Administrative Council Created
President Clinton last week created an interagency council that will meet each month to discuss ways to improve the day-to-day administration of federal agencies.
Clinton issued an executive order establishing the Interagency Council on Administrative Management on June 11. But the group of senior officials who will make up the council have been meeting informally for a number of years, said John Koskinen, deputy director for management at the Office of Management and Budget.
Several chiefs of staff and assistant secretaries for management around the government created a lunch group for themselves to discuss basic operational issues confronting senior managers. The members advise each other on administrative issues like hiring and discipline procedures.
When Koskinen learned about the group, he suggested a formal designation for it so that it could make official recommendations to OMB, the Office of Personnel Management and other agencies.
Koskinen heads the President's Management Council (PMC), which handles management policy issues across agencies. He said the administrative management council is important because it handles issues that are "the next layer down below the radar screen of the PMC but that are still important issues with which agencies must deal."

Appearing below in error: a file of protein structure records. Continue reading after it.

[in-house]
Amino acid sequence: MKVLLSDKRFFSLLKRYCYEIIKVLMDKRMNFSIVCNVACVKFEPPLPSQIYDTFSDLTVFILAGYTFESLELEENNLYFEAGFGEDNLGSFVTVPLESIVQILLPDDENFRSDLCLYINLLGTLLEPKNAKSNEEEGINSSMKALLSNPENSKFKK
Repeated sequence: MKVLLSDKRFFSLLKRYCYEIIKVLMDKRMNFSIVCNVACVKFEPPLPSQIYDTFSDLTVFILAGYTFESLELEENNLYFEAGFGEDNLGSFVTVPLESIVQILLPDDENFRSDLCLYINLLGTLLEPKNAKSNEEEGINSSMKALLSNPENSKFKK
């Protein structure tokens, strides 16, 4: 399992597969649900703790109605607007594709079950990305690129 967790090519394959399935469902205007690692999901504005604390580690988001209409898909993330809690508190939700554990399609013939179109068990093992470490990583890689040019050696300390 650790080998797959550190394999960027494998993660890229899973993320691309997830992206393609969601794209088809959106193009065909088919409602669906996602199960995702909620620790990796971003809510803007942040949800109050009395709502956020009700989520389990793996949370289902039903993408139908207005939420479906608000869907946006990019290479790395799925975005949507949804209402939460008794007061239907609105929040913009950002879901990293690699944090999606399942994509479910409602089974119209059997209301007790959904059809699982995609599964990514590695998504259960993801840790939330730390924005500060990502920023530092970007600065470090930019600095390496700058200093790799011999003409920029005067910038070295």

A unique feature of the new council is that its executive order does not say which officials from agencies should be members. That means senior managers who want to participate on the council do not have to hold a specific job title to get involved. However, the deputy director for management at OMB is designated as the council's chairperson and representatives of the Chief Financial Officers Council, the Chief Information Officers Council, the Federal Procurement Council, the Interagency Advisory Group of Federal Personnel Directors and the Small Agency Council are expected to join.
Koskinen said the group will be free to deal with issues its members are interested in. "This will be a group that sets its own agenda," he said, adding it was important to keep the group as flexible as possible.
According to Clinton's executive order, the council will "explore opportunities for more effective use of government resources," support the activities of other interagency management groups, and "identify successful administrative management practices, including quality management practices, and assist in their governmentwide dissemination and implementation."
The Interagency Council on Administrative Management replaces the now defunct President's Council on Management Improvement, established by executive order in 1984, which has not been active for several years. The new council's executive order also revokes two orders that established and revised an executive branch productivity improvement program.
"We got rid of three executive orders for the price of one new one," Koskinen said.